Computer Science Enrollment Experiences Largest Annual Increase

Taking a computer science course will be a graduation requirement starting next year.

Black student with headphones typing on a laptop

Nearly 2,100 more high school students are enrolled in a computer science course than last year. That’s the largest one-year increase since the governor first launched his computer science initiative.

Arkansas became the first state to require all high schools to teach computer science after the passage of Act 187 in 2015. During the 2014-2015 school year, 1,104 students were enrolled in a computer science course. For the current school year, 12,547 students are enrolled in at least one class and approximately 1,100 are taking multiple courses. 

“The message is that Arkansas continues to lead in the nation in terms of our computer science education program,” Gov. Asa Hutchinson said during today’s weekly press conference

The percentage of African American students taking a computer science course exceeded the general high school population of students for the first time in 2020. This year, racial percentages of students taking high school level computer science courses remain close to general population percentages. 

The male to female enrollment gap shrank by 2 percent over the last year with 70 percent male enrollment and 30 percent female enrollment. The state’s computer science program is on a very sustainable track, said Ivy Pfeffer, Arkansas Department of Education deputy commissioner.

“We saw growth at every grade level in students taking computer science courses, so it is exciting news,” she said.

Up until now, Arkansas schools were only required to offer computer science courses. Next year, enrolling in a class will be mandatory. Act 414 of 2021 requires all students to earn one credit in high school computer science starting with next year’s 9th grade class. 

Beginning with the 2023-2024 school year, public school districts will also be required to employ a computer science teacher at each high school in their district. At the start of this initiative, the state had 20 certified teachers. That’s grown to nearly 600.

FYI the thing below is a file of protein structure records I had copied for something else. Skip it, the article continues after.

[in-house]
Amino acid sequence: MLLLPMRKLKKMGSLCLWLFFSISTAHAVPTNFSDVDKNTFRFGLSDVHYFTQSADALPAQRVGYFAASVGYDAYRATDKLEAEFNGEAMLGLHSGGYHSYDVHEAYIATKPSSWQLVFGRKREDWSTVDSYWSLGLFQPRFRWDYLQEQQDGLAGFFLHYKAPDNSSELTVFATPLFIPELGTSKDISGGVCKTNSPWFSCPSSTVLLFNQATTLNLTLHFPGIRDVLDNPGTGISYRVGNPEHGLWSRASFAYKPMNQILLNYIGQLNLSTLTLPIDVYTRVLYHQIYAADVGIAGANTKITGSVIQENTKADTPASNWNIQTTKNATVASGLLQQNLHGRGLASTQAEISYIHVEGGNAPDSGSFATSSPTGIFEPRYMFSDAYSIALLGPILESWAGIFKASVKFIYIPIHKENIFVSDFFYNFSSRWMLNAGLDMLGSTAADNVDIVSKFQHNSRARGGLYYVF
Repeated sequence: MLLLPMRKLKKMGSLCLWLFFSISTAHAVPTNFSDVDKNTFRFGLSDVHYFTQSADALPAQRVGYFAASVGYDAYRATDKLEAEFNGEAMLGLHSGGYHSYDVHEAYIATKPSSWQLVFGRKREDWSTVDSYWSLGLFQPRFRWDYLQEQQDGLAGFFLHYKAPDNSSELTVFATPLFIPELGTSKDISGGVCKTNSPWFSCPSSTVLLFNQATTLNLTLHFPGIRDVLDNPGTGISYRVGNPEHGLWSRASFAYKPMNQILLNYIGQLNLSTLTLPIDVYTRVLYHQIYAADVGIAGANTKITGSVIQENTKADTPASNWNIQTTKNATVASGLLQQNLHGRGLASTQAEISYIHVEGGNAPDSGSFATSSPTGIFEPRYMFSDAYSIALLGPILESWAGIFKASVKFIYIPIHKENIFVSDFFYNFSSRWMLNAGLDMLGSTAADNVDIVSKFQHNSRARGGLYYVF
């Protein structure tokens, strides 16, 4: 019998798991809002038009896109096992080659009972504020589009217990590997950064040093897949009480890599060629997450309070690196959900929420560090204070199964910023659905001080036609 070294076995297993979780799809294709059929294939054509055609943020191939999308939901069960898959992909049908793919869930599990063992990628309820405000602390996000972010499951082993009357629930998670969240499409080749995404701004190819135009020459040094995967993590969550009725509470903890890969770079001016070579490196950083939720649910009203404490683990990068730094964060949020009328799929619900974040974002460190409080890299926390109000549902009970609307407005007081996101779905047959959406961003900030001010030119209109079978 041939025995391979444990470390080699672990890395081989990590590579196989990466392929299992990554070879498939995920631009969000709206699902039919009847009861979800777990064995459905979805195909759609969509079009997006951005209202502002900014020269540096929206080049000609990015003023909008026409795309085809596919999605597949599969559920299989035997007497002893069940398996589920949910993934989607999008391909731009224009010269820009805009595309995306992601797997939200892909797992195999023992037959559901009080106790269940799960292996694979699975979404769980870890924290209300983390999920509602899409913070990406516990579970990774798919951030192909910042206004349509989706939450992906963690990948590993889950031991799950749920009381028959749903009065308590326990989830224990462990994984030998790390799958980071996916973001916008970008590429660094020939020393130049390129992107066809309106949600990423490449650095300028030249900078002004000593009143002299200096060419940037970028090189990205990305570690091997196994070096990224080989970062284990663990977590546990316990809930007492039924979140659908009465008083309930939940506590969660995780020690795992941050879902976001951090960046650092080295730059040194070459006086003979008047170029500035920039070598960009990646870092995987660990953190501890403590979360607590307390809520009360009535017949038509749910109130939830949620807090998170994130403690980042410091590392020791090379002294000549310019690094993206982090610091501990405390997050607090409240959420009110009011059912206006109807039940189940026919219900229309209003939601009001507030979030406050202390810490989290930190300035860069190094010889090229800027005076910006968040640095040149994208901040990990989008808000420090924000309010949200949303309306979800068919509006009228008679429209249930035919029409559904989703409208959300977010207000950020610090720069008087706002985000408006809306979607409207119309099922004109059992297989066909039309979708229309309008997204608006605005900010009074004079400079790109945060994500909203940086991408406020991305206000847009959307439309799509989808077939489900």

One of the outcomes of investing in the state’s computer science program, Hutchinson said, is a growth of technology companies in Arkansas. 

“So it’s for the students, but it’s also for our competitive level in terms of our economy,” he said. 

During this afternoon’s press conference, the governor and Arkansas Health Secretary Dr. José Romero also received their flu shots as a way to encourage others to get theirs. The 2017-2018 flu season was the deadliest for the state with officials reporting 228 influenza-related deaths. That number dropped to 23 last year, likely because of COVID-19 public health precautions such as social distancing and masking. 

With COVID-19 cases on the decline following this summer’s surge, there are fewer calls for social distancing and masking. Officials are worried this could lead to a difficult flu season. Influenza cases reported from May to September are already higher than the average number of cases from 2016-2021.

It’s important for people to get vaccinated against the flu and COVID-19 in order to prevent a “twindemic,” a spike in the number of influenza cases and COVID-19 cases at the same time, Romero said. Children as young as 6 months old are eligible for the flu vaccine.

“Children, infants, adolescents and adults, they should receive the vaccine. They should receive it now before flu season actually starts,” he said. “We don’t want to put an extra stress on our health care system on top of COVID.”

Arkansans 12 and older are eligible for the COVID-19 vaccine. Officials anticipate approval to vaccinate younger children will be announced in November. 

More information about flu and COVID-19 vaccines is available on the Arkansas Department of Health’s website

Antoinette Grajeda
Antoinette Grajeda

Antoinette Grajeda is Editor-in-Chief of Arkansas Soul, the host of the Affirmative Action podcast and a Northwest Arkansas-based journalist. She has covered race, culture, politics, health, education and the arts in Arkansas for nearly 15 years.

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